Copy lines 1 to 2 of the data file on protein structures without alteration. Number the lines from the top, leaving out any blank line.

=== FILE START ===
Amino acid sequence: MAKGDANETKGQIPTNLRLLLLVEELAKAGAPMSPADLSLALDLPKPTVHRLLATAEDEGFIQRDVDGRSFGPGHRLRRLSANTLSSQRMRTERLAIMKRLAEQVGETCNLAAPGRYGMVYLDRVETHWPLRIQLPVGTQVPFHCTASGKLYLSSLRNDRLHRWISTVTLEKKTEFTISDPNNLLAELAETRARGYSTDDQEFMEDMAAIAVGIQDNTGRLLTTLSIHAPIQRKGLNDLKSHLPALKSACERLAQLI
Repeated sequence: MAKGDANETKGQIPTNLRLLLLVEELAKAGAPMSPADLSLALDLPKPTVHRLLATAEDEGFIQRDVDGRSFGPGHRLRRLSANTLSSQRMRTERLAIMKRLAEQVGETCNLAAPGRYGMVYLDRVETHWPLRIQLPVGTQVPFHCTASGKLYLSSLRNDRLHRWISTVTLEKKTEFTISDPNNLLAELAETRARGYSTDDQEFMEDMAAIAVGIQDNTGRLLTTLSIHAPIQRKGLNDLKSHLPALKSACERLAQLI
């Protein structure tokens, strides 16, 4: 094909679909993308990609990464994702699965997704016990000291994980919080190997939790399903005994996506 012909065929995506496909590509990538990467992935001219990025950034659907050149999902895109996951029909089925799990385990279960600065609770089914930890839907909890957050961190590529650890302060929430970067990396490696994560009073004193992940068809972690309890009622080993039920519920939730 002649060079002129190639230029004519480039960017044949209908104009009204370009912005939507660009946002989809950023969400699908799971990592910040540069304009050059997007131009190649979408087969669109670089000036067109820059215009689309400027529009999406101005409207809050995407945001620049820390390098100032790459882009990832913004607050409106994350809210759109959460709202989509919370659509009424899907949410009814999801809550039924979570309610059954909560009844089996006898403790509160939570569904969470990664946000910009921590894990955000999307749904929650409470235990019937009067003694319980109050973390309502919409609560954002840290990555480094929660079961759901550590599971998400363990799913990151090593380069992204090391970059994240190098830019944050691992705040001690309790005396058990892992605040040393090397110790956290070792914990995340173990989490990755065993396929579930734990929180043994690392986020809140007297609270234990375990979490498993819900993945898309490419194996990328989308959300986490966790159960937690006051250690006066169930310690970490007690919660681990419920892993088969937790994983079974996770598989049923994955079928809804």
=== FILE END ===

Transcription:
Amino acid sequence: MAKGDANETKGQIPTNLRLLLLVEELAKAGAPMSPADLSLALDLPKPTVHRLLATAEDEGFIQRDVDGRSFGPGHRLRRLSANTLSSQRMRTERLAIMKRLAEQVGETCNLAAPGRYGMVYLDRVETHWPLRIQLPVGTQVPFHCTASGKLYLSSLRNDRLHRWISTVTLEKKTEFTISDPNNLLAELAETRARGYSTDDQEFMEDMAAIAVGIQDNTGRLLTTLSIHAPIQRKGLNDLKSHLPALKSACERLAQLI
Repeated sequence: MAKGDANETKGQIPTNLRLLLLVEELAKAGAPMSPADLSLALDLPKPTVHRLLATAEDEGFIQRDVDGRSFGPGHRLRRLSANTLSSQRMRTERLAIMKRLAEQVGETCNLAAPGRYGMVYLDRVETHWPLRIQLPVGTQVPFHCTASGKLYLSSLRNDRLHRWISTVTLEKKTEFTISDPNNLLAELAETRARGYSTDDQEFMEDMAAIAVGIQDNTGRLLTTLSIHAPIQRKGLNDLKSHLPALKSACERLAQLI